Excerpted from The Vine of Desire by Chitra Banerjee Divakaruni. Copyright © 2002 by Chitra Divakaruni. Excerpted by permission of Anchor, a division of Random House, Inc. All rights reserved. No part of this excerpt may be reproduced or reprinted without permission in writing from the publisher.
Q: In THE VINE OF DESIRE, Sudha and Anju, the India-born heroines of your second novel, SISTER OF MY HEART, are reunited in San Francisco. American society offers opportunity as well as confusion and pain to both women, and soon the foundation of their long-standing friendship is shaken in complex and perhaps irreversible ways. Is their experience a parable for the pitfalls and promise inherent in the immigrant experience for Indian women?
A: It is and it isn’t. What happens to the two cousins is individual to their particular situation, of course, and influenced by their pasts, their personalities, and the tension in their household, where Anju’s husband is secretly in love with Sudha. But the ways in which they experience America—Anju finding a space for growth through returning to college and Sudha feeling frustrated because the opportunities of America seem out of her reach—are certainly similar to the experience of many immigrants.
Q: What was it like to revisit the story of Anju and Sudha? Did you find writing a sequel different from writing a “stand alone” novel?
A: Because I came back to it after some years, I found The Vine of Desire a very different story. I had changed—and so had the characters. We’d all been influenced by what had happened in our lives! So this is a very different kind of book, I feel, in texture and tone. For one thing, the narrative technique is different. There are two male narrators here; part of the book is formed out of the college assignments Anju is writing. Part is dictated onto a cassette by her husband Sunil. Sudha’s voice has changed, too—grown at once more fragmented and more introspective, as a result of the traumas she has undergone. There is also an omniscient narrative voice. Much of the challenge in writing this novel was to make it a complete whole in itself as well as a continuation of an earlier story.
Q: Many of your readers have asked if you will write another book about Tilo, the beloved heroine of THE MISTRESS OF SPICES. Will you write about her again?
A: I do love Tilo! Who knows? Maybe she’ll come back to me again, and we’ll have another adventure together!
Q: You’ve lived in the United States for more than twenty years. What parts of your Indian heritage do you actively preserve? Are there traditions that you've purposefully discarded? What effect, if any, do the kept and lost customs have on your writing process?
A: The Indian notion of the importance of family has grown more dear to me as I’ve lived in America—perhaps because here I have to make a greater effort to stay in touch with family and interact with them in meaningful ways. But it has also made me realize that I have many families, not just my biological/marital one. The volunteers I work with at Maitri, the hotline for South Asian women in distress, form one of my families. The members of the Chinmaya Mission, the spiritual/cultural organization I also volunteer with, are a significant and loving family for me. I have a family of close women friends. I think living in America has given me this expanded notion of family. On the other hand, I’ve given up a lot of traditional notions about the place of the woman in the home, and what is not okay for her to do. I really believe in women making their own choices, standing up for their own beliefs, fighting for them when they have to. And this has certainly influenced my writing.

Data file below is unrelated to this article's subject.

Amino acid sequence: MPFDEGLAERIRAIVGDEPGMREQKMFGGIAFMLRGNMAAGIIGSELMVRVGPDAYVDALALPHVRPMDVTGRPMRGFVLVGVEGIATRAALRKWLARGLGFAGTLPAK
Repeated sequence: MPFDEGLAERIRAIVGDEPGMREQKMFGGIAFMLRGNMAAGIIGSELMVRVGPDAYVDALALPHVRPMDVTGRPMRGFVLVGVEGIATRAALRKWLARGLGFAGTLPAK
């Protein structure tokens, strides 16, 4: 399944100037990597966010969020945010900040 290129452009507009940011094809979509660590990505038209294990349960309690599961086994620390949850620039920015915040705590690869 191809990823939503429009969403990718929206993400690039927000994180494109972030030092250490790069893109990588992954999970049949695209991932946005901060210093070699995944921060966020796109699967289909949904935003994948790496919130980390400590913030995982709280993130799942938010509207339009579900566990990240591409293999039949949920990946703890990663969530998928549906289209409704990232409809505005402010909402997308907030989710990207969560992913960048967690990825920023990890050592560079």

Q: You’ve mentioned influences on your work as diverse as Tolstoy, Thomas Hardy, Raymond Carver, and contemporaries Bharati Mukherjee and Anita Desai. If someone were to take THE VINE OF DESIRE on vacation to read and wanted a book to read immediately afterward as a “companion piece,” what book would you suggest and why?
A: I think a good companion piece would be Cristina García’s The Agüero Sisters. It’s a very different book, but also about sisterhood, desire, and balancing passion with virtue. It’s a wonderfully written book, magical in nature, one of my favorites.
Q: What are you working on now? Eager readers want to know!
A: I’m working on two book ideas side by side, a novel and a nonfiction book. I don’t want to say too much—that dissipates the energy that needs to go into the writing. But I do want to say that I’m very excited about both of them. Some of the themes they deal with are memory, magic, and dreams.
1. Anju tells her unborn son, Prem, stories of who she “used to be before the accident of America happened to [her]” [p. 12]. What does she mean by “the accident of America?” How are Sudha’s and Anju’s assimilation into American culture affected by the different circumstances that lead them there in the first place? Why does Sudha choose to return to India, while for Anju the idea of returning to India does not even seem to cross her mind?
2. How is the process of assimilation different for Anju, Sunil, Lalit, Trideep, and Sudha? Why are some more successful than others? Do the characters identify as “Americans” or as “Indian-Americans?” What do incidents such as Sunil’s attacking the valet at the party for making derogatory comments about Indians [p. 138] and Anju’s sensitivity about the portrayal of Indians in the movies her schoolmates attend [pp. 213–4] demonstrate about their comfort with their place in America?